Better Together: Five Ways to Boost Cross-Sector Collaboration in Cities

Through Mesa’s Love Your Neighborhood program, city departments and volunteers team up with residents living in blighted neighborhoods to make improvements. Photo Credit: City of Mesa.

By Simone Brody

No city can go it alone — nor should they have to. As U.S. cities work to meet the diverse needs of their communities while coping with strained budgets, local governments are increasingly turning to nonprofit, academic, and business partners to stretch local, state, and federal dollars and accelerate change. Collaboration across sectors is essential. It’s also challenging, but well worth the effort.

I have worked in multiple sectors from venture capital to city government to nonprofits — with a focus on solving social problems. My colleagues working on similar issues across sectors have had strikingly similar goals, but each sector speaks its own language, faces unique challenges, and assigns different values to outputs, such as time, cost, quality, and reach. These differences can create gulfs that feel wide and that organizations must bridge for a partnership to succeed. We may all be tackling the same problems, but we are too often tackling them in silos.

In June, Bloomberg Philanthropies announced the American Cities Initiative, a $200 million investment to generate innovative ideas and advance public policy that moves the nation’s cities forward. This new program connects a number of cross-sector collaborations initiated by Bloomberg Philanthropies, including What Works Cities, a network of 85 mid-sized cities using data and evidence to improve the effectiveness of local governments.

Mayor Marty Walsh gathers with other Bostonians to celebrate the reopening of a local playground. Photo Credit: @marty_walsh on Twitter.

We are increasingly seeing examples of effective collaboration between the private, nonprofit, and public sectors in our What Works Cities community, and across each of the initiatives in Bloomberg Philanthropies’ Government Innovation portfolio.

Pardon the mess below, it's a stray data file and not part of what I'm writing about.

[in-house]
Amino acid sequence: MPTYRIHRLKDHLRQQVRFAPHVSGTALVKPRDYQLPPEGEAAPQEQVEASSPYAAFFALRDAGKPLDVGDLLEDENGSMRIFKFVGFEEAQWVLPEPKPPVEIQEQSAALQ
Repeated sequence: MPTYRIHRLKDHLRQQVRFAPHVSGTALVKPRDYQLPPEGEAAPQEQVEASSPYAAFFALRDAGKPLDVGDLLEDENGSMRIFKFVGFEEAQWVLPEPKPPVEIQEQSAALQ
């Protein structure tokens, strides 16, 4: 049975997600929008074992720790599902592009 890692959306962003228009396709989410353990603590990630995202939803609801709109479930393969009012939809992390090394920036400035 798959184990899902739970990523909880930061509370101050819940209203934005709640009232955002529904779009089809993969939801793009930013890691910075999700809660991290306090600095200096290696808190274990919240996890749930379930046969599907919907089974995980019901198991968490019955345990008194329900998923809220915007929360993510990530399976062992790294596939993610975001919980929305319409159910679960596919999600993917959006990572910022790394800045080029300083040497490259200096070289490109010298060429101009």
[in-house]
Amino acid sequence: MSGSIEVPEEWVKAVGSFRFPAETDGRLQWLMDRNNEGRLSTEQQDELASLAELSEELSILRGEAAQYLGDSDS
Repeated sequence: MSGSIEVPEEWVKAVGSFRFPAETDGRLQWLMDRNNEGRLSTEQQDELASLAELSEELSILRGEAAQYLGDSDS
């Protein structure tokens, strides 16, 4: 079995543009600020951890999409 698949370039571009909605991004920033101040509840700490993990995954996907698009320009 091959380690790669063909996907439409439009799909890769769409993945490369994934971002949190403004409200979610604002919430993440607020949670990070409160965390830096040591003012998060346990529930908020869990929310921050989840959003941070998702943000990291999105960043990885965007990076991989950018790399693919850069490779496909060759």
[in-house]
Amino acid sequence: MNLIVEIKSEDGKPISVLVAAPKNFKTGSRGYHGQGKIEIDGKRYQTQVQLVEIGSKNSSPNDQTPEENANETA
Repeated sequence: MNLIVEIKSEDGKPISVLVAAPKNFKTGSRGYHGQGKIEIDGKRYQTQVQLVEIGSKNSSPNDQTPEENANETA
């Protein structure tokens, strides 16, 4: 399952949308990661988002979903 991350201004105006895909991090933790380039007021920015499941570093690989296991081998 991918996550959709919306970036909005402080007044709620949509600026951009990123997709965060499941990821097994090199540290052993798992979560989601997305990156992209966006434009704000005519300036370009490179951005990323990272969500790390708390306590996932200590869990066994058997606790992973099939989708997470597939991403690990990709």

The Envision Charlotte launch at the 2010 Clinton Global Initiative
  • Envision Charlotte is a collaboration between Duke Energy, Cisco, Charlotte Center City Partners, and city government to make buildings in Charlotte more energy efficient. The initiative aims to decrease energy use in Charlotte by 20%, and its success has already spurred 10 other U.S. cities to launch their own Envision programs.
A neighborhood hurricane preparedness exercise in Providence, Rhode Island. Photo Credit: @Jorge_Elorza on Twitter.

There’s a lot of untapped potential to expand and improve collaborative projects. Here are five recommendations to make it easier:

  1. Cultivate multi-sector “translators.” We should expand programs that allow budding social change leaders to work in the public sector via internships or leadership training programs, like Coro, before developing private sector solutions to public-good challenges. If a startup CEO could spend just two weeks in a city hall, it could make a world of difference in developing innovative and achievable solutions.

By approaching partnerships as cultural exchanges, we can transform them from transactional interactions to true collaborations. The upside of success is far too great not to try.

Originally published at on September 6, 2017.

Celebrating public sector progress and innovation in cities around the world. Run by @BloombergDotOrg’s Government Innovation program.